How does intercession after death work exactly? I mean, does God actually send someone who would have gone to hell to heaven if enough saints are praying for that person?
Hey BrooklynBoy. Anyone in Hell will never get out. If your talking about intersession after death to mean those who are in Purgatory awaiting Heaven, then you and I can pray for them as well.
You can lead a horse to water, but you can’t make him drink.
Even if all the saints in Heaven and on Earth prayed for someone, God would never take away free will. Therefore, that person could still use that free will to reject God (and will be damned in Hell).
You have misunderstood this.
There is no intercession of any kind that will removed a person from hell. Hell is the result of the final and deliberate choice to reject the love of God in the sacrifice of Our Lord Jesus Christ.
Purgatory is the “washroom” of Heaven in that it is the condition (The Church does not teach that it is a place per se.) of cleansing from venial sins and testing of one’s works. (1st Corinthians 3:12-15) that purification is effected by temporal suffering and can be reduced by patiently offering up endured temporal suffering in this life. (Colossians 1:24 Who now rejoice in my sufferings for you, and fill up those things that are wanting of the sufferings of Christ, in my flesh, for his body, which is the church: You might also consider how very many places in the Bible where repentance went hand in hand with penance. Hint: Read the book of Jonah and anyplace where people repented and turned back to God.) Based on this scriptural principal and the Communion of Saints, (Link leads to downloadable MP3 Bible study on this. Notes are HERE.) one begins to better understand the intercession for the faithful departed.
I hope this helps some.
As has been pointed out, people in Hell are there to stay.
Our prayers help bring refreshment to the holy souls in Purgatory (who are already guaranteed Heaven). We as fellow members of the Body of Christ can help them in their sanctification by our prayers and other suffrages (penances, indulgences, etc.).
Remember, the Church Militant (on earth), the Church Suffering (in Purgatory), and the Church Triumphant (in Heaven) are all members of the same one Church and one Body–we are all united. Just as we can and should help each other become holy here on earth, so do we in every phase of eternal life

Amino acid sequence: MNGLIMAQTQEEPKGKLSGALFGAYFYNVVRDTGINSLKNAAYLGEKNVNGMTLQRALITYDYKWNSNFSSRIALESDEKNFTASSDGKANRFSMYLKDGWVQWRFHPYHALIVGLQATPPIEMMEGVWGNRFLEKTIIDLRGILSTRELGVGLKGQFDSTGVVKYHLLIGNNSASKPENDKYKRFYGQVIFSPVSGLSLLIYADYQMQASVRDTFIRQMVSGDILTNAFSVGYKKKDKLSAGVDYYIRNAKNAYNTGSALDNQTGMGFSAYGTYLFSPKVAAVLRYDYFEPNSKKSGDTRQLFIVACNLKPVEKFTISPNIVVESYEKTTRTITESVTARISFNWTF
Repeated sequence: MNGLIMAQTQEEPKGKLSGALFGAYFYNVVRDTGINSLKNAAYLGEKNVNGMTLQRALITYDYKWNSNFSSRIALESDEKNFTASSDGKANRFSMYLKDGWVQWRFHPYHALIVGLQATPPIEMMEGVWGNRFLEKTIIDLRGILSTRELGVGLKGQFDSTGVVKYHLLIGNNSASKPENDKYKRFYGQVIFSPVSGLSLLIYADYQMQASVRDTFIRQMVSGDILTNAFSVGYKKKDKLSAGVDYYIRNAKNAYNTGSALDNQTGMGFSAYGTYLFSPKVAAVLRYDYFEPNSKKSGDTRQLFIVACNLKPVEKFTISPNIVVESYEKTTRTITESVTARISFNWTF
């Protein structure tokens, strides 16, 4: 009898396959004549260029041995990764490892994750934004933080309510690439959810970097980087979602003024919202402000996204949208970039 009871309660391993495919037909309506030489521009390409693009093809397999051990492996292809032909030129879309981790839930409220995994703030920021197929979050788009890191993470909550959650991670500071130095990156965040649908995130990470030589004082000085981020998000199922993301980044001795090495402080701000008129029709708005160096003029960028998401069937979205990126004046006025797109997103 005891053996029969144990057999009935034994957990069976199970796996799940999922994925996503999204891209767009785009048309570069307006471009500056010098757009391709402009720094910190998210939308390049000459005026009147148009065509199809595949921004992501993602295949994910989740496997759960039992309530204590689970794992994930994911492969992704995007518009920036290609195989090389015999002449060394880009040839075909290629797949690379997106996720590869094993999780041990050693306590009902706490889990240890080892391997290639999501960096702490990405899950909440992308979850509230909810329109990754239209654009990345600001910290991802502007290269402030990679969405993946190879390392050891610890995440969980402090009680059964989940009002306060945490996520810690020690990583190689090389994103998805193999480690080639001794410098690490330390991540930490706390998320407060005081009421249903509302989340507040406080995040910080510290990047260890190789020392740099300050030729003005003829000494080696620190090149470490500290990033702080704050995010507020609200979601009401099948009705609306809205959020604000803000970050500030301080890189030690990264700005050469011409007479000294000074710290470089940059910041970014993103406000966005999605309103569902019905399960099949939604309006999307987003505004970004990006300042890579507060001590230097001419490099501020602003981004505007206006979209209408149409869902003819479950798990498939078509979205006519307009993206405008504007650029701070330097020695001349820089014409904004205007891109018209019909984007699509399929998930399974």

this is the way I heard it explained at a parish mission by a very good priest, Fr. Hunt, who used the terminology and thought of Thomas Aquinas in his talk. Once we die we are no longer in time, we are in eternity. At the moment of death, when we come face to face with God for the particular judgement, we are given the grace and knowledge to see God’s goodness and love completely, not dimly as we did on earth, and to see with clarity the evil and comprehisity of our sins for what they are. In that moment we are given the choice, eternity with God, or eternity separate from God, clinging to the evil. At that moment we are beyond temptation from the Evil One, with full knowledge to make our choice.
All the grace of all the prayers offered by others on our behalf before or after are death are available to us at the moment of choice (since we are in eternity, remember). If we do choose God, we are purified from our lingering earthly attachments to sin and the effects of sin. The nature of that purification and the time it takes are open to speculation, but in his view, it is instantaneous. Once purified, we enter heaven.
What we express in earthly terminology–years in purgatory etc.-- is a construct of earthly time as we know it. We cannot use that terminology to limit God’s actions, but we do know as matter of doctrine that we have all knowledge and grace necessary to make the right choice at our particular judgement, that we will be purified through his action before we can enter heaven. How long it takes, and what the actual process is we don’t know, except by analogy from theologians and poets. yes, the grace from intercessory prayers is availabe to us at the moment of death and confrontation with God, even those prayers offered on our behalf long after our death in earthly time.
I don’t get how this would work though. God gives you a chance to repent and be saved after death? I thought if you die in mortal sin, you go to hell no matter what, 100%.
puzzleannie probably said that it was at the moment of dying - not after death.
I’m sorry, but i still don’t understand.
You mean you get a chance to enter a state of grace at the moment of death?